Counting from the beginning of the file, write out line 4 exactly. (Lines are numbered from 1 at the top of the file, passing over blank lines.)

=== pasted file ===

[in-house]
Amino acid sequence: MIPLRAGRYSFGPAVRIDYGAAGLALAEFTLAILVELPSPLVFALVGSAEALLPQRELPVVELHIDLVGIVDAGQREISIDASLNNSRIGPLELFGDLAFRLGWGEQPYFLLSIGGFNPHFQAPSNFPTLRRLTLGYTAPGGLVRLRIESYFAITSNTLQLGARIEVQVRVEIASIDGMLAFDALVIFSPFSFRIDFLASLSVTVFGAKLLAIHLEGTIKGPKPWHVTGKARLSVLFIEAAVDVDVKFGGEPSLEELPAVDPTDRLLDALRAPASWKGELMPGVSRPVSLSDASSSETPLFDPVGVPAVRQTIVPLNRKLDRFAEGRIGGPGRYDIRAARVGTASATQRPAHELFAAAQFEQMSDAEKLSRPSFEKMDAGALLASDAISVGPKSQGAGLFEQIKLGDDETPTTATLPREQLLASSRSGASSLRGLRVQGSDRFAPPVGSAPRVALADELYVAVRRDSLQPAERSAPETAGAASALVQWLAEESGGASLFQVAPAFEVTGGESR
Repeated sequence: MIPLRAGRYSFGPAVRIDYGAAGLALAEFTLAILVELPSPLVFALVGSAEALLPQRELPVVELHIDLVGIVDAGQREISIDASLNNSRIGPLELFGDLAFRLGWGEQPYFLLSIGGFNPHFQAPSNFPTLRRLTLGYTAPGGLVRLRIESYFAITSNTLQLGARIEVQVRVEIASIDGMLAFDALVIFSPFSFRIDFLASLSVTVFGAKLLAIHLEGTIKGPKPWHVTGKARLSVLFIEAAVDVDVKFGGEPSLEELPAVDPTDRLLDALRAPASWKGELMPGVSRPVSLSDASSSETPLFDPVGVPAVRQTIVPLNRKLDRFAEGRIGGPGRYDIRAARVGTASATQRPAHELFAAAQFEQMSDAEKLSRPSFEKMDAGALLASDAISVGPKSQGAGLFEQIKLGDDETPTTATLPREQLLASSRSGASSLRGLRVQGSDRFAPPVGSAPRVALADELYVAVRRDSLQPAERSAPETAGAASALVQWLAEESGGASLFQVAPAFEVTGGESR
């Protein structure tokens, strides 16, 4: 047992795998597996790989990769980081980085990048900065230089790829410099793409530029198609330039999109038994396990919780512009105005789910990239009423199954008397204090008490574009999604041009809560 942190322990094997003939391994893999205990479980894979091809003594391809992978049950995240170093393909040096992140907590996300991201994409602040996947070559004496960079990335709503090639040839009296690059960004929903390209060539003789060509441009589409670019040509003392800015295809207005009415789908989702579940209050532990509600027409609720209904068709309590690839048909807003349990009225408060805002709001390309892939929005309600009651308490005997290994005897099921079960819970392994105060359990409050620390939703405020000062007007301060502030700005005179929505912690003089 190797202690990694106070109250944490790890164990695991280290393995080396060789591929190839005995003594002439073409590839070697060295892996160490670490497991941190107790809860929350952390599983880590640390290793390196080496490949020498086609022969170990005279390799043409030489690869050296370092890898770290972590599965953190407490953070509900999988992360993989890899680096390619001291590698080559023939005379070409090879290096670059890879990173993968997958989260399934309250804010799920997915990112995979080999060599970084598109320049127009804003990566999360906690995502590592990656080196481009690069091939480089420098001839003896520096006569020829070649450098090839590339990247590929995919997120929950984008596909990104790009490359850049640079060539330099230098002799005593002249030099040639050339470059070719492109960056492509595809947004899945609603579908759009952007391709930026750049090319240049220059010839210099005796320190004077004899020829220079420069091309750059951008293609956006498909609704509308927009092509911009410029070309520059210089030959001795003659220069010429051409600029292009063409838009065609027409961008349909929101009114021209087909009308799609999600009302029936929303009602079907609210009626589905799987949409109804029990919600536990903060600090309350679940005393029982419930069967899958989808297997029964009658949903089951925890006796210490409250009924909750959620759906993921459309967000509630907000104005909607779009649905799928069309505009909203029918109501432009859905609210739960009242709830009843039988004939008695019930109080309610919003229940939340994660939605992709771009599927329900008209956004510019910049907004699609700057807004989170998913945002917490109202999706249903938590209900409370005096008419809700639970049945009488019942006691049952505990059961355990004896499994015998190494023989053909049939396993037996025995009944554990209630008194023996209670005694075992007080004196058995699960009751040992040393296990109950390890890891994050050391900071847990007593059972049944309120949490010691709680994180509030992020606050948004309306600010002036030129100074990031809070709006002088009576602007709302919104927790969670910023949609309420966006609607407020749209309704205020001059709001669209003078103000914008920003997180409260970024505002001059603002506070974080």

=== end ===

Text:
């Protein structure tokens, strides 16, 4: 047992795998597996790989990769980081980085990048900065230089790829410099793409530029198609330039999109038994396990919780512009105005789910990239009423199954008397204090008490574009999604041009809560 942190322990094997003939391994893999205990479980894979091809003594391809992978049950995240170093393909040096992140907590996300991201994409602040996947070559004496960079990335709503090639040839009296690059960004929903390209060539003789060509441009589409670019040509003392800015295809207005009415789908989702579940209050532990509600027409609720209904068709309590690839048909807003349990009225408060805002709001390309892939929005309600009651308490005997290994005897099921079960819970392994105060359990409050620390939703405020000062007007301060502030700005005179929505912690003089 190797202690990694106070109250944490790890164990695991280290393995080396060789591929190839005995003594002439073409590839070697060295892996160490670490497991941190107790809860929350952390599983880590640390290793390196080496490949020498086609022969170990005279390799043409030489690869050296370092890898770290972590599965953190407490953070509900999988992360993989890899680096390619001291590698080559023939005379070409090879290096670059890879990173993968997958989260399934309250804010799920997915990112995979080999060599970084598109320049127009804003990566999360906690995502590592990656080196481009690069091939480089420098001839003896520096006569020829070649450098090839590339990247590929995919997120929950984008596909990104790009490359850049640079060539330099230098002799005593002249030099040639050339470059070719492109960056492509595809947004899945609603579908759009952007391709930026750049090319240049220059010839210099005796320190004077004899020829220079420069091309750059951008293609956006498909609704509308927009092509911009410029070309520059210089030959001795003659220069010429051409600029292009063409838009065609027409961008349909929101009114021209087909009308799609999600009302029936929303009602079907609210009626589905799987949409109804029990919600536990903060600090309350679940005393029982419930069967899958989808297997029964009658949903089951925890006796210490409250009924909750959620759906993921459309967000509630907000104005909607779009649905799928069309505009909203029918109501432009859905609210739960009242709830009843039988004939008695019930109080309610919003229940939340994660939605992709771009599927329900008209956004510019910049907004699609700057807004989170998913945002917490109202999706249903938590209900409370005096008419809700639970049945009488019942006691049952505990059961355990004896499994015998190494023989053909049939396993037996025995009944554990209630008194023996209670005694075992007080004196058995699960009751040992040393296990109950390890890891994050050391900071847990007593059972049944309120949490010691709680994180509030992020606050948004309306600010002036030129100074990031809070709006002088009576602007709302919104927790969670910023949609309420966006609607407020749209309704205020001059709001669209003078103000914008920003997180409260970024505002001059603002506070974080």